Today I met up with N Quentin Woolf of Londonist and Stephanie Wolff (no relation, different spelling), the photographer, to check out Hyde Park’s pet cemetery. Having searched Wikipedia and my own reference books about this virtually forgotten corner of Victorian London, I tried a wider search and found Stephanie’s blog item, here. This makes her the current authority on the pet cemetery in my book, so I shan’t expand on it much here.
What caught my eye was that the second dog to be buried in the cemetery was one Prince, the pooch of Prince George, 2nd Duke of Cambridge and his wife, Sarah Fairbrother. Prince George was the grandson of King George III, and son of Adolphus, 1st Duke of Cambridge, he being the king’s youngest son (hence younger brother of George IV and the Duke of York of nursery rhyme fame). So the 2nd Duke was junior royalty, and like many junior royals he spent his career in the army, serving in the Crimea and ultimately becoming Commander-in-Chief of the army for an impressive 39 years. This may explain the splendid equestrian statue of him in Whitehall.
So who was this Sarah Fairbrother whom the Duke married? She must have been very high-born, you would suppose. Well, no. She was the daughter of a royal servant, born in 1816, three years before the Duke himself. She carved out a career as a successful actress and had already had two illegitimate children when she met the Duke. Having become his mistress, she bore him two sons illegitimately. Then they decided to get married. Apart from the huge scandal this would have caused, all royals had to seek and receive permission from the monarch – Queen Victoria in this instance – to marry. So George and Sarah wed in secret at St John’s Church in Clerkenwell, he as “George Cambridge, Gentleman”. She was referred to thereafter as Mrs FitzGeorge, the idea of her having any sort of title utterly out of the question.
Shortly afterwards, their third child was born, illegitimate in the eyes of the Crown and possibly the Law, perhaps legitimate in the eyes of the Church.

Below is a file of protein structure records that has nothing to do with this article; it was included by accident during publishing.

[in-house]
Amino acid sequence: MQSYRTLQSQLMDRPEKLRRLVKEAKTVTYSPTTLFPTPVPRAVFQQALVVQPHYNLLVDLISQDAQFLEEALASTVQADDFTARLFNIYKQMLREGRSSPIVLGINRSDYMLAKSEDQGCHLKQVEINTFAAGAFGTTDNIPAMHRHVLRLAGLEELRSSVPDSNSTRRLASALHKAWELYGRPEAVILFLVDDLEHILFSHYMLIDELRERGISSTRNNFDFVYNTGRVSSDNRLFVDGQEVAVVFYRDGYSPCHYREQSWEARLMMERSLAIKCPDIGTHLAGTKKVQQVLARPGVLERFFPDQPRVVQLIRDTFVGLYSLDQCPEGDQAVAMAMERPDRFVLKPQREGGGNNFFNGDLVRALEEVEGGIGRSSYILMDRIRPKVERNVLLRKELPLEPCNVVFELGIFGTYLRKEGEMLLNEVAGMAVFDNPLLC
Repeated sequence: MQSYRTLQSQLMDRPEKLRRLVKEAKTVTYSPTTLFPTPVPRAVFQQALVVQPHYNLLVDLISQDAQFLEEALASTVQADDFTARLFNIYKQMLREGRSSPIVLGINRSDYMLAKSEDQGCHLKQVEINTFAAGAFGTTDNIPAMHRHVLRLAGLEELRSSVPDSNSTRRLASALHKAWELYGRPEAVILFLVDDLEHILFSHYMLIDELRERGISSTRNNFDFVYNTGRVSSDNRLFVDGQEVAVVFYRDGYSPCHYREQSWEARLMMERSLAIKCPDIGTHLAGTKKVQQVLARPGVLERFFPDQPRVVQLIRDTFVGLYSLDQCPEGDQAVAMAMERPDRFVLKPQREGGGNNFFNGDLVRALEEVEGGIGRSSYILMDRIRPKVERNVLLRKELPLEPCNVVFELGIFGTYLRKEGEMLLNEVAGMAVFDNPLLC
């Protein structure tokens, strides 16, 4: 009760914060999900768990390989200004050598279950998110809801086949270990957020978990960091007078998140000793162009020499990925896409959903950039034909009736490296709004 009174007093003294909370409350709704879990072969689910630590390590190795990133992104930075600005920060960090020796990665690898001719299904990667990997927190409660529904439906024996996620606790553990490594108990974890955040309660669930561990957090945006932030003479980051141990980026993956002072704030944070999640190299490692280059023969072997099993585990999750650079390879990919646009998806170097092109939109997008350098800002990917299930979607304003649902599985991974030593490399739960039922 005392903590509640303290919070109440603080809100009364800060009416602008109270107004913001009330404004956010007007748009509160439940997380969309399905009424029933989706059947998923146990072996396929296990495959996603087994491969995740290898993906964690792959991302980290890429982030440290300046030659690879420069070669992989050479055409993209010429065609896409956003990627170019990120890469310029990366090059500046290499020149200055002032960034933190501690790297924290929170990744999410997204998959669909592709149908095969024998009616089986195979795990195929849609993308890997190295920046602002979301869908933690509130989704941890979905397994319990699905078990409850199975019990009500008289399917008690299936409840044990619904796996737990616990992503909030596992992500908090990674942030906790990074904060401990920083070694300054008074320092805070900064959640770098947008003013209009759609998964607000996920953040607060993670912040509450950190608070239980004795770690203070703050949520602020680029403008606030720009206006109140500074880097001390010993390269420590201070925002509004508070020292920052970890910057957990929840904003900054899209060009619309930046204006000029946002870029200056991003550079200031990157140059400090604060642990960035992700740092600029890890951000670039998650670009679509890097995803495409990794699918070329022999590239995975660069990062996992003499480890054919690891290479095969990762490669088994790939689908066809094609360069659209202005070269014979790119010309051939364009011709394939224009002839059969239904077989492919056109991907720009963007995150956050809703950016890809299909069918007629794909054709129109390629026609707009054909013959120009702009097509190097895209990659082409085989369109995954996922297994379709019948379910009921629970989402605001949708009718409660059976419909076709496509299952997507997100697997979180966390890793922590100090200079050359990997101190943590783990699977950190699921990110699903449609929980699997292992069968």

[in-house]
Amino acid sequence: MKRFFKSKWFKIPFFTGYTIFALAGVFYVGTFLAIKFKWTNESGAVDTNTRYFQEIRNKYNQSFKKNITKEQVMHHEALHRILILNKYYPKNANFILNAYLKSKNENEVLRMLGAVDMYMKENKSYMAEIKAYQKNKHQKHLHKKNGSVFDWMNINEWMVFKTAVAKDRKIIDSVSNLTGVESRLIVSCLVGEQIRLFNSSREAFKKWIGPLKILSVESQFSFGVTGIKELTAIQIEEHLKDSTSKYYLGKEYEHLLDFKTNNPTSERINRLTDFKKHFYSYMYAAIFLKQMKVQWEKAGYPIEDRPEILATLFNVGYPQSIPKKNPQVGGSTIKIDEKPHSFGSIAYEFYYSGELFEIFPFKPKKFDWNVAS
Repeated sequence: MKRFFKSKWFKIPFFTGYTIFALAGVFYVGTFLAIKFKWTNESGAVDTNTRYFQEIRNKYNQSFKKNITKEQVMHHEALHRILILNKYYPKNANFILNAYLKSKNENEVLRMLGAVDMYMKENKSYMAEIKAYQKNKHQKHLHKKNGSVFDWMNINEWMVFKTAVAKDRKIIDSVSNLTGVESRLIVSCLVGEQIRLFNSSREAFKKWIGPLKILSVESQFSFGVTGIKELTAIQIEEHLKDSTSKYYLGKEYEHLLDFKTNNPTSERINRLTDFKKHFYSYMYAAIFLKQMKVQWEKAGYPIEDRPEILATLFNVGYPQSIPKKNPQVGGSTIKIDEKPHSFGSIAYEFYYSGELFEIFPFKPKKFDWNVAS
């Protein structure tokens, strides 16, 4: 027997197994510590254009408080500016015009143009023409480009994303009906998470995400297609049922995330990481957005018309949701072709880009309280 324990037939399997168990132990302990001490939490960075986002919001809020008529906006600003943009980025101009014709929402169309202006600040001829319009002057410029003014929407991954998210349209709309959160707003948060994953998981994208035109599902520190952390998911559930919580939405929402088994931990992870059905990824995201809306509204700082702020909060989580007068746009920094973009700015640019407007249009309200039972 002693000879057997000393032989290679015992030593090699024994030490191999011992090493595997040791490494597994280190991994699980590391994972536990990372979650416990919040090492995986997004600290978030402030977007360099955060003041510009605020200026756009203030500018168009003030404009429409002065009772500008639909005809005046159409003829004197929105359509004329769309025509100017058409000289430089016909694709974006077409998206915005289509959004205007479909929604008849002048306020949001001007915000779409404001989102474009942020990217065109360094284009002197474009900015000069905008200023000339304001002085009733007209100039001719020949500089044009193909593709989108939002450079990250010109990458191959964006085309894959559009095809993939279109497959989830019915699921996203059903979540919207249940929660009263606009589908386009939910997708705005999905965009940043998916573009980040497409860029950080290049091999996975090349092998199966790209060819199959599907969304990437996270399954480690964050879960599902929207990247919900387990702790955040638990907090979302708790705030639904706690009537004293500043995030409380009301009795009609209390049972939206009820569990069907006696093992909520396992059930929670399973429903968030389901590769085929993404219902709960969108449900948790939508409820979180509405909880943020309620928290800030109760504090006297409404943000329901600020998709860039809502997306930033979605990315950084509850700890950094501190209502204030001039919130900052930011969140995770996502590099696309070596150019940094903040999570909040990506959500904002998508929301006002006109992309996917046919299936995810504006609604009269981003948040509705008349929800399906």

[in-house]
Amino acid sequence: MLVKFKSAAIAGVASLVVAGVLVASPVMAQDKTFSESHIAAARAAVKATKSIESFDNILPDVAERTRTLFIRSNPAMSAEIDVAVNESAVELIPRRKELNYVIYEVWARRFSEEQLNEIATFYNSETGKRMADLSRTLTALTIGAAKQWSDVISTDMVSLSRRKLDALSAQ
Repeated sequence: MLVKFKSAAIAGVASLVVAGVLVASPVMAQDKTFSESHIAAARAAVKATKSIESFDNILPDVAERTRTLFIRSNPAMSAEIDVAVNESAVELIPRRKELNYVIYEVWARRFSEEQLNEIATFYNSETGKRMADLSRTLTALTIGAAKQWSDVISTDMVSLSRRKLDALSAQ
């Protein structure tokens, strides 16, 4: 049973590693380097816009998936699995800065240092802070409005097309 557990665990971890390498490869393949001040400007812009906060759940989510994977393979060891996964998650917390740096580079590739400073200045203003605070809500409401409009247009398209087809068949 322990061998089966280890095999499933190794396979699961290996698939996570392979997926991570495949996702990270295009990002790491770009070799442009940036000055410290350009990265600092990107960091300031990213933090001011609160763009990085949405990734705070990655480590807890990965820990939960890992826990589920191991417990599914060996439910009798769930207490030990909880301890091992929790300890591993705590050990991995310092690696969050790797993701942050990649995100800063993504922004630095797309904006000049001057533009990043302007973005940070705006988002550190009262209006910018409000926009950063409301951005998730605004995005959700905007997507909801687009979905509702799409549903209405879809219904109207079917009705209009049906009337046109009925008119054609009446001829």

Fast forward to 29 June 1882. We know that Prince the Yorkshire Terrier was injured under the wheels of a carriage in the Bayswater Road, that he died in the Victoria gatehouse of Hyde Park Square nearby and was buried behind the building. One can suppose that the garden already being occupied by the late Cherry from the year before, this made the site a cemetery, albeit an unofficial one.
One imagines the elderly Duke and his wife of questionable status sitting bereft in the humble gatekeeper’s cottage. But by this time, Sarah was known to be an invalid and the Duke had for some several decades taken up with a new favourite mistress, one Mrs Beauclerk, seemingly his only true love. Furthermore, they both lived – largely apart – in Piccadilly, quite a distance from the site of the tragedy. Were they on a for-old-time’s-sake carriage ride to visit old friends with the doomed mutt nestled in Mrs FitzGeorge’s lap? Or perhaps the couple were entirely uninvolved and Prince the Yorkie was in the charge of a servant, taking him out for some fresh air. It would take more research than worth the candle to find out the exact circumstances of Prince’s demise.
Sarah died in 1890. The old duke followed in 1904, without legitimate issue, therefore the title Duke of Cambridge died with him. Their three sons, George, Adolphus and Augustus FitzGeorge all had careers in the military. Note the giveaway surname, often denoting aristocratic illegitimacy which we covered earlier here.
A note of caution: The pet cemetery is closed to the public and can only be glimpsed at through railings.